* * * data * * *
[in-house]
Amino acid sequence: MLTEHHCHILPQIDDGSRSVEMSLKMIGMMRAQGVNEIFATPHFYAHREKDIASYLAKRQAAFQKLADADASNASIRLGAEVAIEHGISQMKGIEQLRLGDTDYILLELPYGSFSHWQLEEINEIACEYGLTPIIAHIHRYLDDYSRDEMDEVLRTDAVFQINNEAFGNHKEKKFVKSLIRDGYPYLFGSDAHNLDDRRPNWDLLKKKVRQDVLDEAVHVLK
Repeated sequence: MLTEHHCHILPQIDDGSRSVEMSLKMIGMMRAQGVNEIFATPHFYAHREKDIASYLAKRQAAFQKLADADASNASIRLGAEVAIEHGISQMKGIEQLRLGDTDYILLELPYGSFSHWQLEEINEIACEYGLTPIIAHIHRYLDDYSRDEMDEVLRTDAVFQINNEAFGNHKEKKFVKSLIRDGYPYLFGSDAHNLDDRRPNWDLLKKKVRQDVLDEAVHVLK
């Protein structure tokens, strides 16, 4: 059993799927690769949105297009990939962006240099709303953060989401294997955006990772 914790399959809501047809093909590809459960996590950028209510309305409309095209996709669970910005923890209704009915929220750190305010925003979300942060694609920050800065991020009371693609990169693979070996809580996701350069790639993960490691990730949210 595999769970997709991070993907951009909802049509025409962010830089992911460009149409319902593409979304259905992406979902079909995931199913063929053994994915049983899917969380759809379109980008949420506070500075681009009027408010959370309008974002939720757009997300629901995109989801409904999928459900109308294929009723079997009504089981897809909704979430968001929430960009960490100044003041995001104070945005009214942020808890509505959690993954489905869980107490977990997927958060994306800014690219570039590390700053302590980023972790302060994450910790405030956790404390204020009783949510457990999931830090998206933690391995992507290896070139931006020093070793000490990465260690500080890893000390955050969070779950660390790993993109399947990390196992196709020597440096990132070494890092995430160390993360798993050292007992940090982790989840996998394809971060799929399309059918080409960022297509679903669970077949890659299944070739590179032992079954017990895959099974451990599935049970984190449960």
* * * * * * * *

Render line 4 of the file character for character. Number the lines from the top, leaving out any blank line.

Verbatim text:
């Protein structure tokens, strides 16, 4: 059993799927690769949105297009990939962006240099709303953060989401294997955006990772 914790399959809501047809093909590809459960996590950028209510309305409309095209996709669970910005923890209704009915929220750190305010925003979300942060694609920050800065991020009371693609990169693979070996809580996701350069790639993960490691990730949210 595999769970997709991070993907951009909802049509025409962010830089992911460009149409319902593409979304259905992406979902079909995931199913063929053994994915049983899917969380759809379109980008949420506070500075681009009027408010959370309008974002939720757009997300629901995109989801409904999928459900109308294929009723079997009504089981897809909704979430968001929430960009960490100044003041995001104070945005009214942020808890509505959690993954489905869980107490977990997927958060994306800014690219570039590390700053302590980023972790302060994450910790405030956790404390204020009783949510457990999931830090998206933690391995992507290896070139931006020093070793000490990465260690500080890893000390955050969070779950660390790993993109399947990390196992196709020597440096990132070494890092995430160390993360798993050292007992940090982790989840996998394809971060799929399309059918080409960022297509679903669970077949890659299944070739590179032992079954017990895959099974451990599935049970984190449960």